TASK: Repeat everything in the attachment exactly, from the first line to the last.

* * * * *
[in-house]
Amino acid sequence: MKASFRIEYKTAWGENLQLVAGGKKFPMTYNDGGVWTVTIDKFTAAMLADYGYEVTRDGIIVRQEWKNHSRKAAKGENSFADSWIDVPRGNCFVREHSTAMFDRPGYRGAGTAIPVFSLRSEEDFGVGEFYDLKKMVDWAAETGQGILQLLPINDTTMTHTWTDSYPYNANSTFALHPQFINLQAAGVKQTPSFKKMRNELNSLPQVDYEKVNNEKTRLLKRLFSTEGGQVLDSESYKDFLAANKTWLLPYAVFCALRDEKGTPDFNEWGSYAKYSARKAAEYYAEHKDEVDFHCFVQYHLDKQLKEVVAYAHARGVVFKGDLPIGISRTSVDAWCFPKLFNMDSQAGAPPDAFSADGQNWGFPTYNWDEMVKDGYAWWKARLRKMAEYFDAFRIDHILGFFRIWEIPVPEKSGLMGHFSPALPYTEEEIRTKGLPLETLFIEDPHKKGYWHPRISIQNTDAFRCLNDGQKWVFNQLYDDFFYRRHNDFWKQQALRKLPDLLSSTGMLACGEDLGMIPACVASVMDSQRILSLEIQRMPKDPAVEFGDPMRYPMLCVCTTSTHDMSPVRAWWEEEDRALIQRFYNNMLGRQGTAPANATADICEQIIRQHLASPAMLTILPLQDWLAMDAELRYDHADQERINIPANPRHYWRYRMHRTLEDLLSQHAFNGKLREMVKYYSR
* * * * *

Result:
[in-house]
Amino acid sequence: MKASFRIEYKTAWGENLQLVAGGKKFPMTYNDGGVWTVTIDKFTAAMLADYGYEVTRDGIIVRQEWKNHSRKAAKGENSFADSWIDVPRGNCFVREHSTAMFDRPGYRGAGTAIPVFSLRSEEDFGVGEFYDLKKMVDWAAETGQGILQLLPINDTTMTHTWTDSYPYNANSTFALHPQFINLQAAGVKQTPSFKKMRNELNSLPQVDYEKVNNEKTRLLKRLFSTEGGQVLDSESYKDFLAANKTWLLPYAVFCALRDEKGTPDFNEWGSYAKYSARKAAEYYAEHKDEVDFHCFVQYHLDKQLKEVVAYAHARGVVFKGDLPIGISRTSVDAWCFPKLFNMDSQAGAPPDAFSADGQNWGFPTYNWDEMVKDGYAWWKARLRKMAEYFDAFRIDHILGFFRIWEIPVPEKSGLMGHFSPALPYTEEEIRTKGLPLETLFIEDPHKKGYWHPRISIQNTDAFRCLNDGQKWVFNQLYDDFFYRRHNDFWKQQALRKLPDLLSSTGMLACGEDLGMIPACVASVMDSQRILSLEIQRMPKDPAVEFGDPMRYPMLCVCTTSTHDMSPVRAWWEEEDRALIQRFYNNMLGRQGTAPANATADICEQIIRQHLASPAMLTILPLQDWLAMDAELRYDHADQERINIPANPRHYWRYRMHRTLEDLLSQHAFNGKLREMVKYYSR